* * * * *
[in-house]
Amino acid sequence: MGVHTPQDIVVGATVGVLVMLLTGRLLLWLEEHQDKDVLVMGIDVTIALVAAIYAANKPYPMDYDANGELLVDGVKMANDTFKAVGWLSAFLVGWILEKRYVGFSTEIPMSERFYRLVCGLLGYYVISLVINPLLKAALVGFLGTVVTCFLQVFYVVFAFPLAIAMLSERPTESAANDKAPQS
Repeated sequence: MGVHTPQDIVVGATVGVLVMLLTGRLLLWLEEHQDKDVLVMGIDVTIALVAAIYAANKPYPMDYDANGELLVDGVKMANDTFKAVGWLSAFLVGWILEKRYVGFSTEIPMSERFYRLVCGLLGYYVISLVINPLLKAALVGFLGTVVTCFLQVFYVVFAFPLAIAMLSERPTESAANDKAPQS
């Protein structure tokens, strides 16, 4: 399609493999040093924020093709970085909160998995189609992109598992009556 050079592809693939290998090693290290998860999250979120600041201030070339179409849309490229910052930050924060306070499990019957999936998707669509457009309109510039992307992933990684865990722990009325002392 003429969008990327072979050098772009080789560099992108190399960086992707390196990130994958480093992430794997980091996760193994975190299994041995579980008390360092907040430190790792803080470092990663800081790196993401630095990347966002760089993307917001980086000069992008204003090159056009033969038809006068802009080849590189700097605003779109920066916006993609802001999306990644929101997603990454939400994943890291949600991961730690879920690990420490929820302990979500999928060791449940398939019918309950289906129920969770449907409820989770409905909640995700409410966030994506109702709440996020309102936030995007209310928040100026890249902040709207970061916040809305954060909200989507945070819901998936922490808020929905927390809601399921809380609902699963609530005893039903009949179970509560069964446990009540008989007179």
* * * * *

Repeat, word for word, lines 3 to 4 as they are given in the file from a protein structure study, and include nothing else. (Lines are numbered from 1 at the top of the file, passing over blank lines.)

Repeated sequence: MGVHTPQDIVVGATVGVLVMLLTGRLLLWLEEHQDKDVLVMGIDVTIALVAAIYAANKPYPMDYDANGELLVDGVKMANDTFKAVGWLSAFLVGWILEKRYVGFSTEIPMSERFYRLVCGLLGYYVISLVINPLLKAALVGFLGTVVTCFLQVFYVVFAFPLAIAMLSERPTESAANDKAPQS
């Protein structure tokens, strides 16, 4: 399609493999040093924020093709970085909160998995189609992109598992009556 050079592809693939290998090693290290998860999250979120600041201030070339179409849309490229910052930050924060306070499990019957999936998707669509457009309109510039992307992933990684865990722990009325002392 003429969008990327072979050098772009080789560099992108190399960086992707390196990130994958480093992430794997980091996760193994975190299994041995579980008390360092907040430190790792803080470092990663800081790196993401630095990347966002760089993307917001980086000069992008204003090159056009033969038809006068802009080849590189700097605003779109920066916006993609802001999306990644929101997603990454939400994943890291949600991961730690879920690990420490929820302990979500999928060791449940398939019918309950289906129920969770449907409820989770409905909640995700409410966030994506109702709440996020309102936030995007209310928040100026890249902040709207970061916040809305954060909200989507945070819901998936922490808020929905927390809601399921809380609902699963609530005893039903009949179970509560069964446990009540008989007179």